Robert Ludlum Analysis


(Masterpieces of Fiction, Detective and Mystery Edition)

Each of Robert Ludlum’s novels typically features a middle-class American in his mid-thirties, well educated and often financially secure, who can be said to represent a type of twentieth century Everyman. This individual unwittingly and unwillingly faces a Dantesque midlife crisis, becoming involved in events that transcend his own experiences and demand that he respond and react to a life-threatening, often world-threatening challenge as the result of an all-encompassing conspiracy. The particular conspiracy faced by a Ludlum protagonist can be perpetrated by executives of international corporations, members of organized crime, fascists, communists, Middle Eastern terrorists, or religious fanatics, but it always threatens to destroy the ideals and institutions of a way of life.

Ludlum’s heroes battle against power, particularly absolute power; monopolistic institutions, whether political, ideological, economic, or criminal, threaten the acceptable status quo that his heroes strive to maintain. In Ludlum’s fast-paced writing, with its convoluted plots and its international settings, the confrontation between good and evil is complex but ultimately clear-cut, and the conclusion generally manifests itself in graphic violence. Power and evil, however, are not always permanently defeated; like the phoenix, they rise from the ashes only to be faced again by the hero.

Ludlum himself acquired a phoenix-like quality, publishing for years after his death. A planned mass-market series called Covert-One allowed Ludlum to collaborate with several top-flight suspense writers, such as Philip Shelby and Gayle Linds. Ludlum’s name is featured prominently on the covers, but the credit for authorship is somewhat fudged. The Lazarus Vendetta (2004) gives Ludlum credit only for “creating” the series. Eric van Lustbader, a popular author of thrillers, was commissioned by the publisher to produce The Bourne Legacy (2005) and The Bourne Betrayal (2007). A number of novels appeared, begining with The Janson Directive (2002), that may have been cobbled from Ludlum’s notes but clearly were the work of ghostwriters.

Other literary forms

(Survey of Novels and Novellas)

Robert Ludlum’s literary work consisted exclusively of long fiction.


(Survey of Novels and Novellas)

The best-selling fiction writer of his day, Robert Ludlum won few critical awards for his writing. He was acknowledged for the sales success of his titles, having more than 290 million copies of his works in print, translated into thirty-two languages. The only awards or other official acclaim that Ludlum received came from his first career as a producer of stage plays. In this area, he won the New England Professor of Drama Award in 1951 and awards and grants from the American National Theatre and Academy in 1959 and from the Actor’s Equity Association and William C. Whitney Foundation in 1960. Also in 1960, he was awarded the Scroll of Achievement by the American National Theatre and Academy.


(Masterpieces of Fiction, Detective and Mystery Edition)

Baxter, Susan, and Mark Nichols. “Robert Ludlum and the Realm of Evil.” Maclean’s 97 (April 9, 1983): 50. An insightful discussion of Ludlum’s works and of the author’s portrayal of evil.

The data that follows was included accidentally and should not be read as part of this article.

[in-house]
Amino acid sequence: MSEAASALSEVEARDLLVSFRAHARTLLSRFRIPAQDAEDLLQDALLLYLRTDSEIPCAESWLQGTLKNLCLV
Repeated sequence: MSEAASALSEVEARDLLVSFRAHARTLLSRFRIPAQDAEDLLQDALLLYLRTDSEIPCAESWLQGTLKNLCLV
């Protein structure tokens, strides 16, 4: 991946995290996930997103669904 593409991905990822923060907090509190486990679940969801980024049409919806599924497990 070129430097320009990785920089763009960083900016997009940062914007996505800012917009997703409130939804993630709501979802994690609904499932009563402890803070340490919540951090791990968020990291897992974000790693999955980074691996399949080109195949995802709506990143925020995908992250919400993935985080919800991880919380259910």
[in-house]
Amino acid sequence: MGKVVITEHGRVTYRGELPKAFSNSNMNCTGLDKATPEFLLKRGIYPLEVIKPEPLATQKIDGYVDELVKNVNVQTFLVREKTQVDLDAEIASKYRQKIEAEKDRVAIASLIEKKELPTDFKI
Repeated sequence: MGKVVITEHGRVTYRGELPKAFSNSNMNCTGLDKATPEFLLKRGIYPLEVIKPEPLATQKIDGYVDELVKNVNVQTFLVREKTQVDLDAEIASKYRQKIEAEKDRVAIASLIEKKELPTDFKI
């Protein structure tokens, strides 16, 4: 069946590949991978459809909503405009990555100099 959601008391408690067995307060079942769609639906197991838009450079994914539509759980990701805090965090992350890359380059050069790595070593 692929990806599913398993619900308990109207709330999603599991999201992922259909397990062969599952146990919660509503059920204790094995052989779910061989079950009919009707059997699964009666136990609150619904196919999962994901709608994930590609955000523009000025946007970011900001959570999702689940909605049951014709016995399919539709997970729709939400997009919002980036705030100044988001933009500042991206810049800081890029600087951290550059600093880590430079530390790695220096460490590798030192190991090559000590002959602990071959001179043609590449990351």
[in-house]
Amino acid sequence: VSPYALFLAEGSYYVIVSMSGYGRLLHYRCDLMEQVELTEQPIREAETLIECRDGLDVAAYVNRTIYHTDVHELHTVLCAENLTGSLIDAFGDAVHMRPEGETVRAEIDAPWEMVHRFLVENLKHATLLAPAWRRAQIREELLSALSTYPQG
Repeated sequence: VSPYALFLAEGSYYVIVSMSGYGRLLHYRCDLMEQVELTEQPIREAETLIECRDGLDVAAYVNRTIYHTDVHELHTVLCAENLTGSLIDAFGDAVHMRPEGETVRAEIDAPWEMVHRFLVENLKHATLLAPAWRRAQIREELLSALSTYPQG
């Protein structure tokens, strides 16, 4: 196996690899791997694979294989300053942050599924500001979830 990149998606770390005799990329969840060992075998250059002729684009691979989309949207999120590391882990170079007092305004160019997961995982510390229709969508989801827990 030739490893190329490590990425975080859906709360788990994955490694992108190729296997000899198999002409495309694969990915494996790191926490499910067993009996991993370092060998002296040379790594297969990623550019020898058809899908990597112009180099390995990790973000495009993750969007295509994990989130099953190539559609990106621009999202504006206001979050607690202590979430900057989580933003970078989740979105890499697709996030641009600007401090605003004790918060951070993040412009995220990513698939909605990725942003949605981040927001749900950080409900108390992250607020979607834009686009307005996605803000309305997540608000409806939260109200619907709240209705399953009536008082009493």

Donaldson-Evans, Lance K. “Conspiracy, Betrayal, and the Popularity of a Genre: Ludlum, Forsyth, Gerard de Villiers, and the Spy Novel Format.” Clues: A Journal of Detection 4 (Fall/Winter, 1983): 92. An analysis of the work of Ludlum and several of his contemporaries.

Fordham, Alice. “You Write It—We’ll Fill in the Words.” The Times, April 7, 2007, p. 6. Fordham discusses the big business of publishing thrillers. She notes that more than a dozen Ludlum novels have been published since his death and he remains on the best-seller lists as ghostwriters continue to produce works under his name.

Greenberg, Martin H., ed. The Robert Ludlum Companion. New York: Bantam Books, 1993.

“Ludlum, Robert.” In Mystery and Suspense Writers: The Literature of Crime, Detection, and Espionage, edited by Robin W. Winks and Maureen Corrigan. New York: Scribner’s Sons, 1998.

MacDonald, Gina. Robert Ludlum: A Critical Companion. Westport, Conn.: Greenwood Press, 1997. A full-length study of Ludlum’s novels, including a biographical introduction.

Priestman, Martin. The Cambridge Companion to Crime Fiction. New York: Cambridge University Press, 2003. Devotes a full chapter to the thriller genre. Priestman argues that there is no expectation of literary or intellectual skill involved in writing a thriller. Rather, the genre has its roots in Victorian melodrama and derives its attraction from the steady delivery of adrenalin.

Weeks, Linton. “The Plot Thickens—Name Brand Authors Hire Writers to Flesh Out Their Bare-Bones Stories.” The Washington Post, July 24, 2002, p. C01. Weeks describes how Tom Clancy and other writers are creating series that are written by ghostwriters. Gale Lynds, Ludlum’s collaborator on the Cover-One series, describes how Ludlum would supply the plot, character, and a general idea, and she would fill in the gaps. Notes Ludlum’s publisher’s intent to have ghostwriters complete several of Ludlum’s story ideas after his death.

Zaleski, Jeff. Review of The Sigma Protocol, by Robert Ludlum. Publishers Weekly 248, no. 39 (September 24, 2001): 63. In this favorable review of the first novel released after Ludlum’s death, Zaleski praises Ludlum’s writing style and his ability to handle multiple plotlines.